After picking the right treatment plan, the next step is to flush the drug out of your system. If you try stopping crack cocaine without expert help, it’s almost impossible to manage the drug cravings. As the body struggles to function without the drug, it leads to some distressing withdrawal symptoms that can be very dangerous when not well-managed. This is why detoxification should only take place in a controlled, safe environment.
Based on the severity of your addiction, you may start to experience withdrawal symptoms 30 minutes to 72 hours after your last crack dose. Some of the acute withdrawal symptoms include:
- Intense craving
- Vivid nightmares
- Depressed mood
- Increased appetite
These symptoms may clear away after some time. Since crack affects your brain chemistry, it will take a while for the brain to adjust to life without the drugs. You may experience some acute withdrawal symptoms like mood swings, depression, anxiety, and insomnia months later.
Your doctor will develop detox plans based on your body chemistry and medical history. Crack detox involves a complete cessation of the drug under medical supervision, which allows the body to process the remaining crack in the system and slowly expel it. Your doctor may administer some medication to help you cope with withdrawal symptoms. Vistaril, vigabatrin, and propranolol help with anxiety while trazadone and seroquel can be used to address sleep issues. Clonidine can be prescribed for high blood pressure while gabapentin treats seizures. Detox stabilizes your body and helps prepare you for the subsequent treatment stages.
Half the people struggling with substance use disorder have an underlying mental health issue. Counseling is, therefore, a very important part of veteran addiction treatment that addresses the psychological aspects of drug use. The goal is to locate the cause of crack abuse and provide better coping mechanisms for mental health illnesses and skills for handling stress. Some of the most effective therapy approaches used include:
You will attend individual therapy sessions with your counselor to discuss personal issues you wouldn’t feel free to share in a group setting.
You will meet with people with similar struggles during group therapy to discuss your issues. Being in group therapy may also improve your communication skills and reduces the sense of isolation that often comes with dealing with an addiction.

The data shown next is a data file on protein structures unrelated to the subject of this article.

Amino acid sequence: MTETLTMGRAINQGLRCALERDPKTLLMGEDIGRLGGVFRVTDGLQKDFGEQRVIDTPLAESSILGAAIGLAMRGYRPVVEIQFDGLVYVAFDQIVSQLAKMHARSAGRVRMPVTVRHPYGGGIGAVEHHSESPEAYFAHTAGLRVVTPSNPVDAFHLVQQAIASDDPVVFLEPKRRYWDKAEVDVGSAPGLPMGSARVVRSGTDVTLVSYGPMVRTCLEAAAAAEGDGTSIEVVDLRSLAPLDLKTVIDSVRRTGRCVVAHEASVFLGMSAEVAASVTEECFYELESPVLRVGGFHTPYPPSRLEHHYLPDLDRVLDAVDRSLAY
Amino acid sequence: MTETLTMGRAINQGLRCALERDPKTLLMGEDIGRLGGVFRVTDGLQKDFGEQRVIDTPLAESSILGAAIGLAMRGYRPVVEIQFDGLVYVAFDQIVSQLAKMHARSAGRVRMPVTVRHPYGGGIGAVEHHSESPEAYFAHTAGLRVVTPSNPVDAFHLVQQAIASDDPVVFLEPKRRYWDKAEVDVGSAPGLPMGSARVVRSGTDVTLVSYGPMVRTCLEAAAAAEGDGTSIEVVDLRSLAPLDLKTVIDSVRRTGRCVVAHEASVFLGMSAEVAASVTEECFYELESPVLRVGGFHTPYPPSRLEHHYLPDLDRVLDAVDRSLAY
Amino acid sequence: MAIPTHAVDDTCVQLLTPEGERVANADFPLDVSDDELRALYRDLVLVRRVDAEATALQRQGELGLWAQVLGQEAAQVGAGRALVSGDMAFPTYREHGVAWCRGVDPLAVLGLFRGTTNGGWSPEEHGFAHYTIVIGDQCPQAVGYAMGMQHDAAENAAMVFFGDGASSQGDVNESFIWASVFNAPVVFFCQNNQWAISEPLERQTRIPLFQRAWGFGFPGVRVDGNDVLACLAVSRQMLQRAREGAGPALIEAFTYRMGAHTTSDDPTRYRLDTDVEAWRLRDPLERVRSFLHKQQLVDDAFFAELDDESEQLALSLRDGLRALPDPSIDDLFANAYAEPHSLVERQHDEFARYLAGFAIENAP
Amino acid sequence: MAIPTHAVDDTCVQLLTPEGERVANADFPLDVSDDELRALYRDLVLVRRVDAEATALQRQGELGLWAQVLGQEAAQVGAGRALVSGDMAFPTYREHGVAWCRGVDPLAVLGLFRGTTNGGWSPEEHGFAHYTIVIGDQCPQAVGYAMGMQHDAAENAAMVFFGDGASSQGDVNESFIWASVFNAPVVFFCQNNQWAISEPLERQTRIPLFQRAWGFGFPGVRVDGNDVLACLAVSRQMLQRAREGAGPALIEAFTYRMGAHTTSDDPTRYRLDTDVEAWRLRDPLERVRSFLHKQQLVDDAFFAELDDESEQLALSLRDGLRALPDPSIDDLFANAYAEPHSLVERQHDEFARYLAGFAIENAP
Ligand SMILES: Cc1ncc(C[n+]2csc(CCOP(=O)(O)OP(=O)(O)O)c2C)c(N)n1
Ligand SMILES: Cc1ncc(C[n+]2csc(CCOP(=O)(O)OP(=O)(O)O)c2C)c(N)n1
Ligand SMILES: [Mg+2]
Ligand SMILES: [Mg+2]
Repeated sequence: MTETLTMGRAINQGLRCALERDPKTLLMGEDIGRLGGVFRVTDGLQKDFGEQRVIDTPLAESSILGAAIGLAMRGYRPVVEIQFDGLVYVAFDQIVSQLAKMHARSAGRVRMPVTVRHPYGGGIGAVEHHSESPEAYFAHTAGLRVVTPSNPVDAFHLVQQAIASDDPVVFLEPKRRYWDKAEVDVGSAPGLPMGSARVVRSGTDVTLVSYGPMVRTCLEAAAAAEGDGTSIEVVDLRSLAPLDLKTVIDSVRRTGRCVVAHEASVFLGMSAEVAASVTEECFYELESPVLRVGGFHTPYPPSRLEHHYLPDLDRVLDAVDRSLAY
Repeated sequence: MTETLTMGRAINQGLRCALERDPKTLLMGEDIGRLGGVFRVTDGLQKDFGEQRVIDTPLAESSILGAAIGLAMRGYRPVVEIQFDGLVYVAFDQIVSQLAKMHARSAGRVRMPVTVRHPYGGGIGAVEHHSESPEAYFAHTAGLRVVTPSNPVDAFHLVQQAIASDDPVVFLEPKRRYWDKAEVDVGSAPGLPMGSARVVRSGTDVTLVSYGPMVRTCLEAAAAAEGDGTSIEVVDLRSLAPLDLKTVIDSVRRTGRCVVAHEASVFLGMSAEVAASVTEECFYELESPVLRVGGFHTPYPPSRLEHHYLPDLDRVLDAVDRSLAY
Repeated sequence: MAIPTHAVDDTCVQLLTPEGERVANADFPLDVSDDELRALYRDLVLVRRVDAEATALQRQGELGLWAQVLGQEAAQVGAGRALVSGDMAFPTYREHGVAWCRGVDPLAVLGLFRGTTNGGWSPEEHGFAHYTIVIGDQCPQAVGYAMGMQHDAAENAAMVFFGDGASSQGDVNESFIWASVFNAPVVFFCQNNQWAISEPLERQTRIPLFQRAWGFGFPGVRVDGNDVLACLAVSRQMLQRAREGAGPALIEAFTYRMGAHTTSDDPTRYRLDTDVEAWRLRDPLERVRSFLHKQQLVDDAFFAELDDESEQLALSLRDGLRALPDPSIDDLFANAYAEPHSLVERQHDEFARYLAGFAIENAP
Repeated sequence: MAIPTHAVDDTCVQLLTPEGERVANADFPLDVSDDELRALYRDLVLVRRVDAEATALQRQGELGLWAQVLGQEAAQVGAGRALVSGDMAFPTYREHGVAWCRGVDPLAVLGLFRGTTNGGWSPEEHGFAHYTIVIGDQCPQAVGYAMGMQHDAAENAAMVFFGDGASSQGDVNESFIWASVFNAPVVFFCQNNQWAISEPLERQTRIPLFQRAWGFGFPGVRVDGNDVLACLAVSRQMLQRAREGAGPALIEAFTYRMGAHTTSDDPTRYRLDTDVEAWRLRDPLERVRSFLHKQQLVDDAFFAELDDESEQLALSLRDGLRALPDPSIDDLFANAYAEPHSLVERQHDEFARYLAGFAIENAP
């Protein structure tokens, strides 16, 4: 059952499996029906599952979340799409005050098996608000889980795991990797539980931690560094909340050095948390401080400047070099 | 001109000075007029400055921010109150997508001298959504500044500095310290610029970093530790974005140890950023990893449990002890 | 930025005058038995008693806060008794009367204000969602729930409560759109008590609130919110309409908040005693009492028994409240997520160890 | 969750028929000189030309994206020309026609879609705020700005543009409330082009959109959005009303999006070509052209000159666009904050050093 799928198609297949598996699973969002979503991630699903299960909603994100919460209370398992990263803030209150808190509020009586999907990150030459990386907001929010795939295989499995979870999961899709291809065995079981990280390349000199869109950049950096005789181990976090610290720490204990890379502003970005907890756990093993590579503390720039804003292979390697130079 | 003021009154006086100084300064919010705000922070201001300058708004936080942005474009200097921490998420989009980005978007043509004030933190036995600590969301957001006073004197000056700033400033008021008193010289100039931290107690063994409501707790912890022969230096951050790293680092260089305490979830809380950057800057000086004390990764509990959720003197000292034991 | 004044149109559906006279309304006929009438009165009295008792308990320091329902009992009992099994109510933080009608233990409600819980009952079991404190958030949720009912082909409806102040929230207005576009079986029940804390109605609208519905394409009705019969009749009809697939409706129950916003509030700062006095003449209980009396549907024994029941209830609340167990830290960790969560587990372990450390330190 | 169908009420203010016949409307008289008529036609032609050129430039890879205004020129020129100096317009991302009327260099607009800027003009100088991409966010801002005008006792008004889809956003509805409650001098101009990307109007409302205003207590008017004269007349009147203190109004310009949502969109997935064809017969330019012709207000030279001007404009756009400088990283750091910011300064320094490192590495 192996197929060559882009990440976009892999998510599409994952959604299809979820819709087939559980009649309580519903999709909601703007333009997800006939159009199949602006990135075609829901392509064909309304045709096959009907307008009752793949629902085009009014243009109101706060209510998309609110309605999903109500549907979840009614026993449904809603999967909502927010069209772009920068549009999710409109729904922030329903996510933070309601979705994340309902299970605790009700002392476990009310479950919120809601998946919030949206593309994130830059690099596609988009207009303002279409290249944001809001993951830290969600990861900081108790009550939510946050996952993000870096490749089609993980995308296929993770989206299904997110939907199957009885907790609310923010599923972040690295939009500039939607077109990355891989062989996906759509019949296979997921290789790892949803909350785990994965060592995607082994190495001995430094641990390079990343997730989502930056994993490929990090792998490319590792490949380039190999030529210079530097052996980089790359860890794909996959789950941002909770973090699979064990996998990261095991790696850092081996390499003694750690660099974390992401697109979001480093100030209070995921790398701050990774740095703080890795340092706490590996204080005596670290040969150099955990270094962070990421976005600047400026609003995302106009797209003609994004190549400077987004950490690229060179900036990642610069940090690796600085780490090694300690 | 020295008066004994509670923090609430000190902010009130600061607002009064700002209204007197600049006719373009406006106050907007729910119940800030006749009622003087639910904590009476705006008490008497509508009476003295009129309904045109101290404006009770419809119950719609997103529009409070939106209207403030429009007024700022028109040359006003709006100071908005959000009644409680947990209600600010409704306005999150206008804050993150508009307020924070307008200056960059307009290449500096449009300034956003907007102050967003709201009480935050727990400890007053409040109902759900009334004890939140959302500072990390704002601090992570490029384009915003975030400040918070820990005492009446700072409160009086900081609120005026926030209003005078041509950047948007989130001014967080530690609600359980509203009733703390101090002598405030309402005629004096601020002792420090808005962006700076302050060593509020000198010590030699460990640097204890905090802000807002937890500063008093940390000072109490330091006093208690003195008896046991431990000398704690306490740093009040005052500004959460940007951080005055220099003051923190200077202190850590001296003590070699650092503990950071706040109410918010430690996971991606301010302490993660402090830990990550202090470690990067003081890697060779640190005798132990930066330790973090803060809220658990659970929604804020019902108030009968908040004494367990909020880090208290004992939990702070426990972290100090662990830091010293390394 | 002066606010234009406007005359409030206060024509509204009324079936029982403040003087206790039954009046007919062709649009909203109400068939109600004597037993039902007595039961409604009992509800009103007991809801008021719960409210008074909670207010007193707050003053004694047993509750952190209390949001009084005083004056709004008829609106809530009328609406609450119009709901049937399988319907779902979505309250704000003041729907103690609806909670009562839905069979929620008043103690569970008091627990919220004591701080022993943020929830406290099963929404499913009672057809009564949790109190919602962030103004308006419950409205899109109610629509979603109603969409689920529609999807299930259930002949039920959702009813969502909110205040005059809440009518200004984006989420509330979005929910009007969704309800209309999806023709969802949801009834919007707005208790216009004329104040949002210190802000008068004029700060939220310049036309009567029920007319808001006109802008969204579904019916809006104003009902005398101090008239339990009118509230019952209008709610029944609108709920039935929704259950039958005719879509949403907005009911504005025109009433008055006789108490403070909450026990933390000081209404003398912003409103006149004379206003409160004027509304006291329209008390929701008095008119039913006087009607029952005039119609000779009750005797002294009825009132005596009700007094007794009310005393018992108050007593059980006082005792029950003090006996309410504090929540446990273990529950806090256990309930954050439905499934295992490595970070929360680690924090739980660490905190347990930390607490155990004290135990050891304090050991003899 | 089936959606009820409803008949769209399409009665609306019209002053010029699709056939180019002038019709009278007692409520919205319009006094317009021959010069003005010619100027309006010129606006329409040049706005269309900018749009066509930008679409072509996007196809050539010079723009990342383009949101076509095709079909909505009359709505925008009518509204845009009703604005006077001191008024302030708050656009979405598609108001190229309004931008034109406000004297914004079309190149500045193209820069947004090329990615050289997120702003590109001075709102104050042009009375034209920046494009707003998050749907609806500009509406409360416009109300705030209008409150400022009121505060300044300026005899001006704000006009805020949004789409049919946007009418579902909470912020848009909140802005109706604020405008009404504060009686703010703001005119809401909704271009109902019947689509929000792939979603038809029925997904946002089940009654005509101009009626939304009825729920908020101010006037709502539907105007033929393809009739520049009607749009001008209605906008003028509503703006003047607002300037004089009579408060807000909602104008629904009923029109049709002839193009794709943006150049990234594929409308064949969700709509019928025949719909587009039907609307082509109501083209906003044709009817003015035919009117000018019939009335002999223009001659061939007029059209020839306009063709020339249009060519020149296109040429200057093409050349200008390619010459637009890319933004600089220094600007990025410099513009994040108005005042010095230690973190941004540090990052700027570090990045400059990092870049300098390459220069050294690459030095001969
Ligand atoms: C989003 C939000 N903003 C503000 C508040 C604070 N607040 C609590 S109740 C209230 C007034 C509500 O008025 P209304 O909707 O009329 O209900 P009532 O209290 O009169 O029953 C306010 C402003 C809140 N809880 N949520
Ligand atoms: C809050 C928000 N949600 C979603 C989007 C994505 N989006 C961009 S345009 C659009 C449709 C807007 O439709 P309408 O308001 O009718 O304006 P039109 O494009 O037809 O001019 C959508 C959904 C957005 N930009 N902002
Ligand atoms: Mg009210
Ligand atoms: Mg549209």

A veteran with untreated substance use disorder may neglect responsibilities or begin to engage in behaviors such as domestic violence or child abuse. Family therapy helps address family conflicts, improves mental health issues, and allows family members to participate in the client’s treatment process.
This form of therapy helps clients recognize harmful thought patterns and emotions that influence behaviors like drug abuse. It teaches you how to manage stressful situations better.
This counseling approach aims to enhance a client’s motivation to change their behaviors. It encourages clients to take responsibility for their recovery.
Psychodynamic therapy helps you better understand your emotions and mental processes to make the best life choices.
Most people have a higher risk of cocaine relapse one to six months after quitting the drug. Before you leave the treatment facility, your doctor should guide you to the right aftercare program to help you maintain sobriety once outside the rehab center. Participate in the treatment facility’s alumni programs to engage with your colleagues and your therapist so that you can get advice and encouragement and participate in sober activities.
You can also join self-help groups to meet with a community of people who beat addiction and strive to live a sober life. If you come from a trigger-filled home environment, consider moving into a sober living home. These controlled environments with strict rules allow you to transition from the rehab facility to the community with minimal risk of relapse.
Get Help Today
Although crack addiction may seem like it has overtaken your life, treatment exists, and it works. Recovery will require commitment, social support, and professional assistance. Visit VeteransRehab.org for more resources on veteran crack cocaine addiction treatment.